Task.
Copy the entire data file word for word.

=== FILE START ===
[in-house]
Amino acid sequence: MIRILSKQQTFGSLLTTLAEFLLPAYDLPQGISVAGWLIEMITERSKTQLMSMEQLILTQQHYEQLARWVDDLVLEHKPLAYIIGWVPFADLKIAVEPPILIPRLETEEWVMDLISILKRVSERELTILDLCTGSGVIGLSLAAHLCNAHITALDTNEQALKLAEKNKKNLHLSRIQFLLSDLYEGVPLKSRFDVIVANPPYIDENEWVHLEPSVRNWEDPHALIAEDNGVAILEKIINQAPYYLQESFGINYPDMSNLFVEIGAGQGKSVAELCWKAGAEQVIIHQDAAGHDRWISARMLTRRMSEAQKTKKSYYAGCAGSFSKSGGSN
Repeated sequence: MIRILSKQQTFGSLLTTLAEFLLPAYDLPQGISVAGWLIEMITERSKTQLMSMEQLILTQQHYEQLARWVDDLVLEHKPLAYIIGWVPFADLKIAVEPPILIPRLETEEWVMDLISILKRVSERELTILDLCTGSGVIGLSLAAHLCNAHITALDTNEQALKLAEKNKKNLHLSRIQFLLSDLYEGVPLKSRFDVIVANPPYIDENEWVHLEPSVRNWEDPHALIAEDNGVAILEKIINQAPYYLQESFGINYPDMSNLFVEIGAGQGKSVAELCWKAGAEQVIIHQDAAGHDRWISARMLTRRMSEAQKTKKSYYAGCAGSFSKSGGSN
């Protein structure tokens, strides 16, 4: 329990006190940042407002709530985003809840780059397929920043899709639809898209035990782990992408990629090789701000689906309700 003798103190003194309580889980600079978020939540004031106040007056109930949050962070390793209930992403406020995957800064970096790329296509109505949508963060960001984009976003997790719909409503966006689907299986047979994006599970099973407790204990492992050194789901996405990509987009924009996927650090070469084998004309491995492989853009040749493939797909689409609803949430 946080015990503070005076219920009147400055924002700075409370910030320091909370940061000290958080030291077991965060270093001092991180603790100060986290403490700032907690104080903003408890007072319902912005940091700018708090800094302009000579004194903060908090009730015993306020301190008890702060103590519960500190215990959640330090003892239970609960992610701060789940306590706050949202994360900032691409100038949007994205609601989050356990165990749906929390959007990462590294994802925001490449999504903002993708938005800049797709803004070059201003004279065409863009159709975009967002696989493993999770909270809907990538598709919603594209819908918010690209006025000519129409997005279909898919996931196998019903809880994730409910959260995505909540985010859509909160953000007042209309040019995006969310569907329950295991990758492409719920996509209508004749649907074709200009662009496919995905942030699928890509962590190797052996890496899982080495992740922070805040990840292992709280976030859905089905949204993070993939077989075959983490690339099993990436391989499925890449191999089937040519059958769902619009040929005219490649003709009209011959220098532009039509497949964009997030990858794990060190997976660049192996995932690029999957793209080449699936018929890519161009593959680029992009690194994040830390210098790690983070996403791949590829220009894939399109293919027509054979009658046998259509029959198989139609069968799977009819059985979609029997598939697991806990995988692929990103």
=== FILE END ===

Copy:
[in-house]
Amino acid sequence: MIRILSKQQTFGSLLTTLAEFLLPAYDLPQGISVAGWLIEMITERSKTQLMSMEQLILTQQHYEQLARWVDDLVLEHKPLAYIIGWVPFADLKIAVEPPILIPRLETEEWVMDLISILKRVSERELTILDLCTGSGVIGLSLAAHLCNAHITALDTNEQALKLAEKNKKNLHLSRIQFLLSDLYEGVPLKSRFDVIVANPPYIDENEWVHLEPSVRNWEDPHALIAEDNGVAILEKIINQAPYYLQESFGINYPDMSNLFVEIGAGQGKSVAELCWKAGAEQVIIHQDAAGHDRWISARMLTRRMSEAQKTKKSYYAGCAGSFSKSGGSN
Repeated sequence: MIRILSKQQTFGSLLTTLAEFLLPAYDLPQGISVAGWLIEMITERSKTQLMSMEQLILTQQHYEQLARWVDDLVLEHKPLAYIIGWVPFADLKIAVEPPILIPRLETEEWVMDLISILKRVSERELTILDLCTGSGVIGLSLAAHLCNAHITALDTNEQALKLAEKNKKNLHLSRIQFLLSDLYEGVPLKSRFDVIVANPPYIDENEWVHLEPSVRNWEDPHALIAEDNGVAILEKIINQAPYYLQESFGINYPDMSNLFVEIGAGQGKSVAELCWKAGAEQVIIHQDAAGHDRWISARMLTRRMSEAQKTKKSYYAGCAGSFSKSGGSN
């Protein structure tokens, strides 16, 4: 329990006190940042407002709530985003809840780059397929920043899709639809898209035990782990992408990629090789701000689906309700 003798103190003194309580889980600079978020939540004031106040007056109930949050962070390793209930992403406020995957800064970096790329296509109505949508963060960001984009976003997790719909409503966006689907299986047979994006599970099973407790204990492992050194789901996405990509987009924009996927650090070469084998004309491995492989853009040749493939797909689409609803949430 946080015990503070005076219920009147400055924002700075409370910030320091909370940061000290958080030291077991965060270093001092991180603790100060986290403490700032907690104080903003408890007072319902912005940091700018708090800094302009000579004194903060908090009730015993306020301190008890702060103590519960500190215990959640330090003892239970609960992610701060789940306590706050949202994360900032691409100038949007994205609601989050356990165990749906929390959007990462590294994802925001490449999504903002993708938005800049797709803004070059201003004279065409863009159709975009967002696989493993999770909270809907990538598709919603594209819908918010690209006025000519129409997005279909898919996931196998019903809880994730409910959260995505909540985010859509909160953000007042209309040019995006969310569907329950295991990758492409719920996509209508004749649907074709200009662009496919995905942030699928890509962590190797052996890496899982080495992740922070805040990840292992709280976030859905089905949204993070993939077989075959983490690339099993990436391989499925890449191999089937040519059958769902619009040929005219490649003709009209011959220098532009039509497949964009997030990858794990060190997976660049192996995932690029999957793209080449699936018929890519161009593959680029992009690194994040830390210098790690983070996403791949590829220009894939399109293919027509054979009658046998259509029959198989139609069968799977009819059985979609029997598939697991806990995988692929990103």